Uncle Sam: American Symbol, American Icon

The United States has many symbols, including the bald eagle, the Statue of Liberty, and the Liberty Bell. However, there is one that has been featured in a recruiting poster, served as a symbol of patriotism, and is a personification of the government of the United States of America. This symbol is Uncle Sam.

Uncle Sam was supposedly based on a real person, Sam Wilson, a businessman during the War of 1812. Though the image of Uncle Sam was made popular by Thomas Nast and the cartoonists of Puck Magazine, the portrait of Uncle Sam created by James Montgomery Flagg for the July 6, 1916, issue of Leslie’s Weekly soon led to Uncle Sam’s iconic status. The image was used to encourage men to enlist in the military and to encourage civilian support for the entry of the U.S. into World War I. Uncle Sam was officially adopted as a national symbol of the United States of America in 1950.

The Library’s Teachers Page has a primary source set that features the symbols of the United States of America.

Here are some other activities you might try with your students:

  • Encourage your students to look at the different images of Uncle Sam provided in this post. Based on their analysis of the images, what characteristics do they think Uncle Sam represents?
  • Ask your students why they think Uncle Sam became a national symbol. Do they think he would be an effective symbol now?
  • Challenge your students to design a costume for a person that symbolizes the United States of America. What would he or she look like?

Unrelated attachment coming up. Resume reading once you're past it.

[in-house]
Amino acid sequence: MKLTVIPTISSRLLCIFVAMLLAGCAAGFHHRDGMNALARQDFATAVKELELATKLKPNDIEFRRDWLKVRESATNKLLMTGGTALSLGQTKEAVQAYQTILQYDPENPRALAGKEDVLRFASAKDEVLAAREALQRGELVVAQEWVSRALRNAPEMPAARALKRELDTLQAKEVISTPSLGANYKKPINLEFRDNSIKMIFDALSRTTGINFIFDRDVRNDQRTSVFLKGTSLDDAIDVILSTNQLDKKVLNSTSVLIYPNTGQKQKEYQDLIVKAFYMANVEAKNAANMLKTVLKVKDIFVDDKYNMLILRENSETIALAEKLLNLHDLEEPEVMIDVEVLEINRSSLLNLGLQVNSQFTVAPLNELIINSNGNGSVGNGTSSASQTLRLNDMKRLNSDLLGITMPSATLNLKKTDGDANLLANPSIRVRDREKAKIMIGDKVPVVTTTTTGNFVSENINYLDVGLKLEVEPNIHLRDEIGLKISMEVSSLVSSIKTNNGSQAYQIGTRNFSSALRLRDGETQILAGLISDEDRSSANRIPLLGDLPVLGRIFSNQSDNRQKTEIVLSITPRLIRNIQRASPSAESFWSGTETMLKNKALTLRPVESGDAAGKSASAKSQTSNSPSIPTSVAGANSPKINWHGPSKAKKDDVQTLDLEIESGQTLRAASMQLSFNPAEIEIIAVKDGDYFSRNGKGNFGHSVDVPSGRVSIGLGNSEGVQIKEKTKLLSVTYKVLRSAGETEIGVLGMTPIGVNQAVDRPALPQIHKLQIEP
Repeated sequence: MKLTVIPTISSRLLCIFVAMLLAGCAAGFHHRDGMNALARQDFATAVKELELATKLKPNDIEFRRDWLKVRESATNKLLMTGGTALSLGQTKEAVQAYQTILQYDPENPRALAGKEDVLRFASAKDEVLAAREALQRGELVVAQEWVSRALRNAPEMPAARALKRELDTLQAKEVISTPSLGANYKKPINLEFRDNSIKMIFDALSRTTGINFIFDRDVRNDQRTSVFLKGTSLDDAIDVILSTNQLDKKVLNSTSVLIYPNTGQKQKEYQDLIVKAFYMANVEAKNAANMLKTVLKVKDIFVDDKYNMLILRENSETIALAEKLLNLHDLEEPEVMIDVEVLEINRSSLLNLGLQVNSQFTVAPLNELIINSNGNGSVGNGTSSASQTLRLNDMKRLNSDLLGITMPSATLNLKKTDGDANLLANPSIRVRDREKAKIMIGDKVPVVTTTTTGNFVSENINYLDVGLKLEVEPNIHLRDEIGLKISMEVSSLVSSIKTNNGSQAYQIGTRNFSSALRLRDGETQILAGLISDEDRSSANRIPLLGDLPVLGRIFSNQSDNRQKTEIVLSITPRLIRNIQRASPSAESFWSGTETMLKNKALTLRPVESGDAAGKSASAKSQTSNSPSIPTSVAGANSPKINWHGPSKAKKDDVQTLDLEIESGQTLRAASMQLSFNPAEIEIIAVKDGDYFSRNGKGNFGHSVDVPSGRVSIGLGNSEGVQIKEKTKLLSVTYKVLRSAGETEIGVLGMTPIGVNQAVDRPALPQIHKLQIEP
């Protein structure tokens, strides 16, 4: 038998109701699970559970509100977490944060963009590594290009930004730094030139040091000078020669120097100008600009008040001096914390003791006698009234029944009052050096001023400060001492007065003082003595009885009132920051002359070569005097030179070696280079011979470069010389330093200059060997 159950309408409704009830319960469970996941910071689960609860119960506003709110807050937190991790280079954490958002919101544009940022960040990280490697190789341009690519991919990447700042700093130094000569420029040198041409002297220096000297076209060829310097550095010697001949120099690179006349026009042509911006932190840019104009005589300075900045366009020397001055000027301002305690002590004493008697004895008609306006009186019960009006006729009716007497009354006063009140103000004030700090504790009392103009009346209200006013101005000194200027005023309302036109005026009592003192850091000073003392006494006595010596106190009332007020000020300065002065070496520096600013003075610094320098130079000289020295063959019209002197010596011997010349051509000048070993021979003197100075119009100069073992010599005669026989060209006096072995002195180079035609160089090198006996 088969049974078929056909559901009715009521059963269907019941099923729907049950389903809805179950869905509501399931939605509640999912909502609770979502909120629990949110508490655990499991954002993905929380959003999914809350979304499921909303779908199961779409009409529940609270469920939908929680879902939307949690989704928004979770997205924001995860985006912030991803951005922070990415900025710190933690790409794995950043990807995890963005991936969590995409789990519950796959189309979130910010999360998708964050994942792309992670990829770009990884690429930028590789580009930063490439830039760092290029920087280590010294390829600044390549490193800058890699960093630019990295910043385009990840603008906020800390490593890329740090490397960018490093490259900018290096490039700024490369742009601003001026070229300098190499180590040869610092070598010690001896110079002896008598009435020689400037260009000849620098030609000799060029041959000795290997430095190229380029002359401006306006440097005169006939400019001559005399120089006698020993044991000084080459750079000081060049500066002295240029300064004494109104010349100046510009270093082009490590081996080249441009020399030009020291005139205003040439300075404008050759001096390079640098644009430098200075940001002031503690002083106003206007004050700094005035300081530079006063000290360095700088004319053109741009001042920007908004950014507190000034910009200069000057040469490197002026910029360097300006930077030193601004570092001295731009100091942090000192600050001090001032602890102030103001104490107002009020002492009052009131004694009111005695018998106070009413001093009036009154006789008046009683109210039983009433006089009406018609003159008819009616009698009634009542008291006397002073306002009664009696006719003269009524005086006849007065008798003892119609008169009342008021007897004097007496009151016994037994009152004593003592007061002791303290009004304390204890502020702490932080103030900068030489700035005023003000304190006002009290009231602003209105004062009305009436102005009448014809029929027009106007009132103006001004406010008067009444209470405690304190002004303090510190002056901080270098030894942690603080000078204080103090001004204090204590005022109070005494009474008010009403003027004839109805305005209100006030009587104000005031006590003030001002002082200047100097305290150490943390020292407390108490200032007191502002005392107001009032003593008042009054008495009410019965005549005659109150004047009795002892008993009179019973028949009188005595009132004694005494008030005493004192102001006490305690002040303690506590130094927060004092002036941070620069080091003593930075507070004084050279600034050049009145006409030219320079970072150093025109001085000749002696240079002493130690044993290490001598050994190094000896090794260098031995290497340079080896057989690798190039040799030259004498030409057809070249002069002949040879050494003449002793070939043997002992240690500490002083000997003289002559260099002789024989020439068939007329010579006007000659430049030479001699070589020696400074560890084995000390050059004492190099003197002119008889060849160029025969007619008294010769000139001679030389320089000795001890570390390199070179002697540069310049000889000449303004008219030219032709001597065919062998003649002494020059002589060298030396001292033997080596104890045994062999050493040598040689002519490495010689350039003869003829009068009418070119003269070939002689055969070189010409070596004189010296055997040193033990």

1. FYI
    July 1, 2014 at 11:07 am

    3 of the 4 image links are busted

  2. Danna Bell
    July 1, 2014 at 11:52 am

    Thanks for letting us know. The busted links should be working normally again.

  3. David Steve Matthe
    July 1, 2014 at 12:26 pm

    I tried to look for Uncle Sam in Collier’s Dictionary to get more information
    about him and read “The personification of the government of the United
    States of America”; he was represented as a tall, lean man with chin whiskers wearing a plug hat, blue swallow-tailored coat, and red-and-blue
    strapped pant. He was a businessman during the War of 1812.

    Thomas Nast, Cartoonists Plug Magazine and the Portrait of Uncle Sam which was created by James Montgomery Flagg in 1916 around World War I led Uncle Sam to the iconic status. Uncle Sam became one
    of the popular men in the 19th century and made history of the United States of America. He was exclusive and that made him Uncle Sam of the United States of America.

  4. Jerry D. Hill
    September 8, 2014 at 4:23 pm

    Is Uncle Sam breaking our Flag Laws about making clothing out of the flag?

  5. Danna Bell
    September 9, 2014 at 11:59 am

    I would encourage you to use the Ask A Librarian service for assistance in getting an answer to your question.

  6. Mark
    January 8, 2015 at 3:00 pm

    I found a very good lesson plan on symbolism, from the I Have a Dream speech on the Scholastic website. It has students creating a political cartoon based on a sentence containing symbolism in the speech. My guess would be 4th grade and up on this lesson, probably one-two days for lesson basics, longer for in-depth discussion.

  7. Mark H.
    May 23, 2016 at 9:47 pm

    To clarify Uncle Sam is wearing clothing made out of fabric colored Red, White and Blue. It is not made from an actual flag.

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